When someone is appointed the trustee, it signals a great deal of confidence in their integrity and commitment to ensuring a trust is managed and administered per the trustor’s wishes. Unfortunately, sometimes, trustees will exploit their position and use trust funds and assets for their own gain. This violation known as a misappropriation of trust funds. Here is what to know about this offense and why you need the help of a CPA:
What Constitutes a Misappropriation of Funds?
Misappropriation of trust funds occurs when a trustee intentionally uses funds illegally for their own use or an unauthorized purpose when administering a trust.
Misappropriation is a severe breach of fiduciary duty and a punishable offense, and it is important to understand what qualifies as misappropriation. Ultimately, there are several examples of what constitutes misappropriation, including when a trustee:
- Uses trust assets for personal reason
- Intentionally diverts and/or uses trust cash for a purpose other than intended
- Creates bills and receipts for activities that did not occur and uses the cash for personal expenses or overcharges a trust for legitimate services
- Destroys records and pockets the cash
- Distributes funds prematurely (before they pay all debts and taxes)
- Pays themselves too much for their trustee fees
- Hides or lies about assets
- Acts negligently when managing the trust
- Makes loans to themselves or others using trust funds
- And much more
In the end, the misappropriation of funds can take many forms. It is imperative to read the trust instrument thoroughly to understand what the instructions are before taking action. Still, to determine if a trustee is misappropriating funds, contacting an experienced CPA.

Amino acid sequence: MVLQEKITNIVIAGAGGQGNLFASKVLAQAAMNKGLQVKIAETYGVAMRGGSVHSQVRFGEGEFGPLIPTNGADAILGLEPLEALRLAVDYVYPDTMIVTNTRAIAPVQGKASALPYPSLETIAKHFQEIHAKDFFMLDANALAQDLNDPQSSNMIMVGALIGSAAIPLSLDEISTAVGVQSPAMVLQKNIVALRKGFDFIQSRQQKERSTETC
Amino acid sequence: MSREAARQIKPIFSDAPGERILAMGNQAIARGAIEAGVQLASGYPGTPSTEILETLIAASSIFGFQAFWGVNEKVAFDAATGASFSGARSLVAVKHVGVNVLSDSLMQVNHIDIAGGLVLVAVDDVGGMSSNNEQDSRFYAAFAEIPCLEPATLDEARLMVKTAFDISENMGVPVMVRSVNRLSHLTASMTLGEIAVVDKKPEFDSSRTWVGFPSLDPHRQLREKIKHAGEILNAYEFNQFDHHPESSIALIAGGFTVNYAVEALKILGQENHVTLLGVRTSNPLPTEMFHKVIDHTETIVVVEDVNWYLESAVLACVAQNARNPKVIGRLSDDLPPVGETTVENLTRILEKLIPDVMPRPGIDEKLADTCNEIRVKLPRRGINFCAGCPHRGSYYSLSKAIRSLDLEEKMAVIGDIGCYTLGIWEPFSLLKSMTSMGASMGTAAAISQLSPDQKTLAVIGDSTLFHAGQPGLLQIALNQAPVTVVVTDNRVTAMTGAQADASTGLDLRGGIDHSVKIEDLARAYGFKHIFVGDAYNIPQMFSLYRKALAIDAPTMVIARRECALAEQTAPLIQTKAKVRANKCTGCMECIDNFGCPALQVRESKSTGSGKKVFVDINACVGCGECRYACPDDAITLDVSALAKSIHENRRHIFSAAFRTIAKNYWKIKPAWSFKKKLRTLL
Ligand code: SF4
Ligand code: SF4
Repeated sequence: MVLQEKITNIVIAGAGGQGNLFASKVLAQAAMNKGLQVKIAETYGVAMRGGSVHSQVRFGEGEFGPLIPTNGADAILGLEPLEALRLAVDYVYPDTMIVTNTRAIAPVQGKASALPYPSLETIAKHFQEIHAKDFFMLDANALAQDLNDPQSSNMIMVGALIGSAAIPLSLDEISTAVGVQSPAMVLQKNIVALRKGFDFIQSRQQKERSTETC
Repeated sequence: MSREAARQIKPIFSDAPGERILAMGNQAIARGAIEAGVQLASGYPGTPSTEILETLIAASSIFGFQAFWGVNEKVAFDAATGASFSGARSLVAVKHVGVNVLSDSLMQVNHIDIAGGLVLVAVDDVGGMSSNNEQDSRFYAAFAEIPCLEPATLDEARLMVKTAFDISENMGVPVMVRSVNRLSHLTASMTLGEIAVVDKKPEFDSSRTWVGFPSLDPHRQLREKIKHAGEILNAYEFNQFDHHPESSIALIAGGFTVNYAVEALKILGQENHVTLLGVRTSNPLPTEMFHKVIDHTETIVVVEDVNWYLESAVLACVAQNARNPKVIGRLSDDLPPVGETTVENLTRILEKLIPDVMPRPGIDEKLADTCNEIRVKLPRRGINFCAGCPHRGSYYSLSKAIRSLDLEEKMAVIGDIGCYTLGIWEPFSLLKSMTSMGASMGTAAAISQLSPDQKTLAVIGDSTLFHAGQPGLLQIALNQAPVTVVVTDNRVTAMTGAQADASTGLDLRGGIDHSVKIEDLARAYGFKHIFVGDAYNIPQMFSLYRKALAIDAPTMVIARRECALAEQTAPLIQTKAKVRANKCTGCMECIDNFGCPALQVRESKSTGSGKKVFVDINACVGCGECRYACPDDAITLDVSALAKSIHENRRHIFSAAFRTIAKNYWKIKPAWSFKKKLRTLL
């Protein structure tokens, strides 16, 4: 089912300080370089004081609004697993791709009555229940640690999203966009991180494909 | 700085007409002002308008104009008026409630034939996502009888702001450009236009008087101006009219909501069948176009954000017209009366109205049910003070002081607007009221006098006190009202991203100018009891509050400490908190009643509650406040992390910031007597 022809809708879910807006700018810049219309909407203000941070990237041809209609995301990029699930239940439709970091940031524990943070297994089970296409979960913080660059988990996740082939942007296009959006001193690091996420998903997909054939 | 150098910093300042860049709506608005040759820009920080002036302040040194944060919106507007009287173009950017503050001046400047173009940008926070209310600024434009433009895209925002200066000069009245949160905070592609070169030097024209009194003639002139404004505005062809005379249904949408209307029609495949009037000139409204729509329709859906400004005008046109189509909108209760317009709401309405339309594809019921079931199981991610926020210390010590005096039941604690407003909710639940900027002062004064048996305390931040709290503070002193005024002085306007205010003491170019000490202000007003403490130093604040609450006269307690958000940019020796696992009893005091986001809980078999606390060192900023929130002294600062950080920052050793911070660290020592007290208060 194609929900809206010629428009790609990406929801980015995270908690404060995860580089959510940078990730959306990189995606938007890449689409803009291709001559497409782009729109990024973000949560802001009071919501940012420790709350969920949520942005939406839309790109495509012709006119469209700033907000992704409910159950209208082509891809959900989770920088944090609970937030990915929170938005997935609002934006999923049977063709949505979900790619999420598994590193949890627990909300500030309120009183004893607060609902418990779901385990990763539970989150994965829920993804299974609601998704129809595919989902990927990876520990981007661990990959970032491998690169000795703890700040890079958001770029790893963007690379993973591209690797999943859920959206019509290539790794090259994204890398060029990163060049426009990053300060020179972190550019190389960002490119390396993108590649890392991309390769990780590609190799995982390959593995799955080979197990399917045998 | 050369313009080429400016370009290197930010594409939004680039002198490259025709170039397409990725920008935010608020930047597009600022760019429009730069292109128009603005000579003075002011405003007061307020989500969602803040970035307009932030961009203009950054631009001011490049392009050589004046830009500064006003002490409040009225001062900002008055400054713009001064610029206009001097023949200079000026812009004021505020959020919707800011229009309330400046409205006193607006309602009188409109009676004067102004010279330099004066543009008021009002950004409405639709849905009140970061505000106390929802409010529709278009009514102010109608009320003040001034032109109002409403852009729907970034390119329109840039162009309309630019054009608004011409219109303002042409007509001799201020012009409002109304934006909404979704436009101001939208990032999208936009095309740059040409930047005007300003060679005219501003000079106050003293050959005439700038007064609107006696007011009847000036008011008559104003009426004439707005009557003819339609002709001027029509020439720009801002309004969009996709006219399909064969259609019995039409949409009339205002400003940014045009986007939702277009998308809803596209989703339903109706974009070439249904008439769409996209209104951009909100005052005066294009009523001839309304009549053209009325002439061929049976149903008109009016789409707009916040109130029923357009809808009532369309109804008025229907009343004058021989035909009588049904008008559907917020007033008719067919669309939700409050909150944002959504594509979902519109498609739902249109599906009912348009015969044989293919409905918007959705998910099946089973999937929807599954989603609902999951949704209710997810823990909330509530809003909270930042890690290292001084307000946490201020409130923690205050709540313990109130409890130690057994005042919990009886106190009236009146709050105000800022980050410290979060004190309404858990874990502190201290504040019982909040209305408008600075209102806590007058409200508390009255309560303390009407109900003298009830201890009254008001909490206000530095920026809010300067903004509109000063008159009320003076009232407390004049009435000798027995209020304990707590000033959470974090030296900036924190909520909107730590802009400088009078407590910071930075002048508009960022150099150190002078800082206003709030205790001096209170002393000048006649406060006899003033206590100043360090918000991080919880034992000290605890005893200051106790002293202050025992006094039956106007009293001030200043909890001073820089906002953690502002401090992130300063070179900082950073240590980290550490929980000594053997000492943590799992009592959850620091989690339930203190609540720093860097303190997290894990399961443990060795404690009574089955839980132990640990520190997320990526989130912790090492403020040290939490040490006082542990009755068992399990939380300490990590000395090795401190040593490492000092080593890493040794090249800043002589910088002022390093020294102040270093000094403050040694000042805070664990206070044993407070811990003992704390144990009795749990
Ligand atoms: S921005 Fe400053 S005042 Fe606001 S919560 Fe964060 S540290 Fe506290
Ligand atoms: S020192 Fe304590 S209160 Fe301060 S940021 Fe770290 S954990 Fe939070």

Related Article: What are the Responsibilities of a Professional Fiduciary?
What Can You Do When There Is Misappropriation of Funds?
If you suspect misappropriation of trust funds, the first step is to demand an accounting. An accounting is the best way to understand how a trustee is managing a trust.
When you request an accounting, the trustee must supply it within a reasonable amount of time, and if they try to stall, this is a red flag and cause for concern. The trustee should be recording all financial transactions of a trust.
However, due to the financial minutiae of this process, interpreting a trust accounting can be incredibly difficult without the help of a detail-oriented CPA. Worse yet, attempting to do so alone can result in significant oversight and the failure to protect a trust and its assets.
After determining a trustee has committed misappropriation, it is critical to contact an attorney to investigate, take the right legal actions, and prepare a court case. In some instances, this may include demanding documents or conducting depositions.
Depending on the severity, a trustee may even face criminal charges. Fortunately, if a trustee is misappropriating funds, there is recourse. The options at your disposal include:
- Discharge: Misappropriation of funds can result in the court discharging them from their station, which means they lose power to administer and manage the trust. Afterward, a new trustee must be appointed.
- Discovery: Beneficiaries of a trust can bring a proceeding for Discovery, and if the court grants it the trustee must return all property they wrongfully transferred.
- Waiver of Trustee Fees: If a probate court finds a trustee guilty of misappropriation of trust funds, a penalty can be to revoke their right to receive trustee fees they would ordinarily receive for their services.
- Surcharge: If a trustee takes more than they are entitled to, beneficiaries may ask the court to surcharge them. If the trustee is a beneficiary, the court can surcharge their trust share and distribute it among other beneficiaries.
Related Article: Court Accounting vs. Trust Accounting
Get Help Today Evaluating a Trust Accounting to Catch a Misappropriation of Trust Funds
If you suspect a trustee is misappropriating funds, acting immediately is crucial to preserve the integrity of the trust and secure assets within a trust. However, understanding whether or not a trustee is violating this duty requires the help of an expert CPA.